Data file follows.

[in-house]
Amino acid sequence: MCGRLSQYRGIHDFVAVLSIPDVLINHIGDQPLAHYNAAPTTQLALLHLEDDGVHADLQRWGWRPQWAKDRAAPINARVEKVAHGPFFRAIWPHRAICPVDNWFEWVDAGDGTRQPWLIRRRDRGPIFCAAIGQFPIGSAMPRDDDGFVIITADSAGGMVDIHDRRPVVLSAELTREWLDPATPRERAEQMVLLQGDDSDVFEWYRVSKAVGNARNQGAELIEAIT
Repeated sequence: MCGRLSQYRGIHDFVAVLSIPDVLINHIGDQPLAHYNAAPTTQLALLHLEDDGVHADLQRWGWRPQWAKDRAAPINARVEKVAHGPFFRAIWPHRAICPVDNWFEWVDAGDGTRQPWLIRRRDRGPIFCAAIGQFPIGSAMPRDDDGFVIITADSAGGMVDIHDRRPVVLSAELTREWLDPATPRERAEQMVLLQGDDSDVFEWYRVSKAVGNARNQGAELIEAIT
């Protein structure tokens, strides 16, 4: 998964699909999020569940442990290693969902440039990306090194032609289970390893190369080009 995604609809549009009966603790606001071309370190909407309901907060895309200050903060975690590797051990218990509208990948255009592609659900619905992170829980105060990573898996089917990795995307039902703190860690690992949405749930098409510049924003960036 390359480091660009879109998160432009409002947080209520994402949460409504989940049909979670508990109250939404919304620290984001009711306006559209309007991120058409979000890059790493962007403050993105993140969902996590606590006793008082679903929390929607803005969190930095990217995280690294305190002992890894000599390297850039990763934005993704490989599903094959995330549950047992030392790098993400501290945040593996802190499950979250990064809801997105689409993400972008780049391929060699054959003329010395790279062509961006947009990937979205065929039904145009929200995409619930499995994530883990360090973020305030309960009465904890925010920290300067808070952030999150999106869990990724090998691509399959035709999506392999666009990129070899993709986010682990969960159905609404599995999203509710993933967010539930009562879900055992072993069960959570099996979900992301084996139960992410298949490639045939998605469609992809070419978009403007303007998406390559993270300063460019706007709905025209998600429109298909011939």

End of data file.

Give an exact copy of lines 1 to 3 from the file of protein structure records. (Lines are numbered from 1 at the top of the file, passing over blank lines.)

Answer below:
[in-house]
Amino acid sequence: MCGRLSQYRGIHDFVAVLSIPDVLINHIGDQPLAHYNAAPTTQLALLHLEDDGVHADLQRWGWRPQWAKDRAAPINARVEKVAHGPFFRAIWPHRAICPVDNWFEWVDAGDGTRQPWLIRRRDRGPIFCAAIGQFPIGSAMPRDDDGFVIITADSAGGMVDIHDRRPVVLSAELTREWLDPATPRERAEQMVLLQGDDSDVFEWYRVSKAVGNARNQGAELIEAIT
Repeated sequence: MCGRLSQYRGIHDFVAVLSIPDVLINHIGDQPLAHYNAAPTTQLALLHLEDDGVHADLQRWGWRPQWAKDRAAPINARVEKVAHGPFFRAIWPHRAICPVDNWFEWVDAGDGTRQPWLIRRRDRGPIFCAAIGQFPIGSAMPRDDDGFVIITADSAGGMVDIHDRRPVVLSAELTREWLDPATPRERAEQMVLLQGDDSDVFEWYRVSKAVGNARNQGAELIEAIT